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J Am Diet Assoc. 2011 Jun;111(6):894-901. doi: 10.1016/j.jada.2011.03.016.

Establishing a baseline measure of school wellness-related policies implemented in a nationally representative sample of school districts.

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  • 1Division of Adolescent and School Health, Centers for Disease Control and Prevention, Atlanta, GA, USA.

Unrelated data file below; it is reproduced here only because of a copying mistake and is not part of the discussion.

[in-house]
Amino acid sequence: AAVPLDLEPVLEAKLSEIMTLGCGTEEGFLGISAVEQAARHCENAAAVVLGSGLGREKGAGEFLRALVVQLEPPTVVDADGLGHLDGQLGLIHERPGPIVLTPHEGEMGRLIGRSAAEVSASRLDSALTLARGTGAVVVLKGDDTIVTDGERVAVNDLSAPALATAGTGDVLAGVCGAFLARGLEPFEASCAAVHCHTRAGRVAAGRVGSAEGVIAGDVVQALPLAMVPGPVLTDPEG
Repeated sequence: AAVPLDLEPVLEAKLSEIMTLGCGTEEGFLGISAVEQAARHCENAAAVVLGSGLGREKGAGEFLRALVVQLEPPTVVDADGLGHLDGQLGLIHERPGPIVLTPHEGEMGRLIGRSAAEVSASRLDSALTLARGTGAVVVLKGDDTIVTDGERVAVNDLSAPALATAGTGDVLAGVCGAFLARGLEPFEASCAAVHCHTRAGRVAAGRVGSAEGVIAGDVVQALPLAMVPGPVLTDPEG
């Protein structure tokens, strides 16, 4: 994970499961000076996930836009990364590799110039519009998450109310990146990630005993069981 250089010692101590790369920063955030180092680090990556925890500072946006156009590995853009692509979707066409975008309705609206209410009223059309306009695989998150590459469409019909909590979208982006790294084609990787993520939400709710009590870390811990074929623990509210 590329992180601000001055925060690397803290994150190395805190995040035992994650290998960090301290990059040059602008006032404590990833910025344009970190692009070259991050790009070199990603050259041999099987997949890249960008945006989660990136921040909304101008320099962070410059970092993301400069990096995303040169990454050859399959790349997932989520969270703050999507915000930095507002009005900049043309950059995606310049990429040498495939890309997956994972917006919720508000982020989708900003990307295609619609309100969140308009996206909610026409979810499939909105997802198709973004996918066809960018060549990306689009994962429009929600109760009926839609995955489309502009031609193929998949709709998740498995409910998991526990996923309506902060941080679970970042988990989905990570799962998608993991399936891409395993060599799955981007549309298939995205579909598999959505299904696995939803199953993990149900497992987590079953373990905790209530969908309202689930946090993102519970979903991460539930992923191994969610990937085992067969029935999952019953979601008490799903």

The Child Nutrition and WIC Reauthorization Act of 2004 required school districts to establish a local school wellness policy by the first day of the 2006-2007 school year. To provide a baseline measure of the extent to which wellness-related policies were implemented in school districts nationwide in 2006, this study analyzed data from the 2006 School Health Policies and Programs Study (SHPPS). SHPPS used a cross-sectional design to measure policies and practices among a nationally representative sample of 538 public school districts. The authors applied a standardized wellness policy coding system to the data by matching each element to relevant questions from SHPPS and calculated the percentage of school districts meeting each element in the coding system. Statistical analyses included calculation of 95% confidence intervals for percentages and mean number of elements met in each area. In 2006, none of the districts met all elements included in the coding system for local wellness policies. In addition, the percentage of districts meeting each element varied widely. On average, districts met the greatest number of elements in the area of nutrition education and the least number of elements in the area of physical activity. By applying a coding system for district policies to an existing dataset, this study used a novel approach to determine areas of strength and weakness in the implementation of local school wellness-related policies in 2006.

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